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Modules build cells.

Today's metalworking cell consists of selected spindle modules or machines grouped around a parts-handling system designed for optimum production of groups of parts-this according to Kingsbury Machine Tool Corp, Keene, NH.

James L Koontz, president, says CNCs and automated toolchanging give the cell a continuing flexibility to handle changes and new parts not yet conceived. The cell includes the fixturing, special tooling, and special machines to complete its group of parts within the cell with minimum queuing time.

The cell applies the same logic to flexible manufacturing that Kingsbury has applied for many years to high-volume dedicated systems. To meet its customers' modern-day needs for flexible cells, the firm developed CNC spindle modules based on long experience in tooling and fixturing. It can now offer a CNC vertical spindle module and a multiple-spindle headchanger module, both with automatic toolchangers. These CNC spindles have been applied successfully on otherwise traditional transfer machines and rotary machines, and also as free-standing production modules or cells.

Kingsbury goes one step further in its concept of CNC flexibility. It combines one or two of these spindles on a base module with loading and unloading from one side (or fully automated) flow-through parts handling. Base modules with their spindles can be used independently or incorporated readily into cells. Modules can also be interconnected into fully automated systems with the flow-through parts-handling option. Each spindle module has its own controller, so it can be removed from its base module and reused alone or with another type of spindle on a different base for longer-term convertability and optimum use of available spindles. Kingsbury calls this concept Hyflex.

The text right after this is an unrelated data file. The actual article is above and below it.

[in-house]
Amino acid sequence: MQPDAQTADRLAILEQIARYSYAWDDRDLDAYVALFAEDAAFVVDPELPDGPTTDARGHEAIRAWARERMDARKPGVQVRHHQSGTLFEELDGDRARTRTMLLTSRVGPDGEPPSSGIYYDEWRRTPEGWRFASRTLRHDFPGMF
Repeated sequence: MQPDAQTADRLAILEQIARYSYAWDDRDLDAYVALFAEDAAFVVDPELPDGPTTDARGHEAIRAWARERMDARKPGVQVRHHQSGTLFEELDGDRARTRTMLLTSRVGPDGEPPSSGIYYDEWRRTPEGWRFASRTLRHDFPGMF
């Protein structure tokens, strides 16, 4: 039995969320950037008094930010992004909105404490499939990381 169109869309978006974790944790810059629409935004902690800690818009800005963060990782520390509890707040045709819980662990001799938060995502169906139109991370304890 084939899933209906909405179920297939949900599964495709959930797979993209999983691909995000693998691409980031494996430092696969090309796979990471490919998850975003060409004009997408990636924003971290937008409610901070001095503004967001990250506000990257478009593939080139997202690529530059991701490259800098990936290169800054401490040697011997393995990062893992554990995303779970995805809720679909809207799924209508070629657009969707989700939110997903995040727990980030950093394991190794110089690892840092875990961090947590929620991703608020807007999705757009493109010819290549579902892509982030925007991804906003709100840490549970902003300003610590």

The company has recently obtained the AppCon line of vertical turning centers and can now provide dual-spindle, four-axis, CNC vertical-turning-system modules of its own manufacture for metalworking cells and systems.

Mr Koontz believes that Hyflex-type CNC metalworking cells and systems will produce an ever increasing number of the parts made by high-volume manufacturers of the 90s and beyond. He adds that work is well underway both at Kingsbury and at the National Center for Manufacturing Sciences (of which he is currently chairman) on improving the capability of these new machines. Among the subjecter investigation are: More rigid construction Vibration control Higher spindle speeds Solid-state cooling Temperature control Motors with higher acceleration New tool materials These areas of research show clearly how important precision, quality assurance, and lost-time factors have become for today's world-class manufacturers. The level of precision required has a direct and immediate effect on flexibility and cost. While CNC has made precision as much a software problem as it is a hardware problem, every element has to approach new levels of perfection for a cell or system to combine flexibility with the precision, speed, and reliability that is being demanded today. For more information, contact Kingsbury Machine Tool Corp, Keene, NH 03431-2059 or circle 309.

Laser glides over fabrication problems

Aerospatiale, St Eloi, France, manufacturer of commercial jet aircraft, has installed a second Laser-dyne 780 Beam DirectorTM to produce aircraft components such as air-conditioning ducting and fuel piping. Both Laserdyne 780 BeamDirector systems have reduced the sheetmetal fabrication cycle up to 80%. Duct fabrication was reduced from 17 operations to seven, with a production cycle reduced from 120 days to 25 days.
COPYRIGHT 1991 Nelson Publishing
No portion of this article can be reproduced without the express written permission from the copyright holder.
Copyright 1991 Gale, Cengage Learning. All rights reserved.

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Title Annotation:metalworking
Publication:Tooling & Production
Date:Feb 1, 1991
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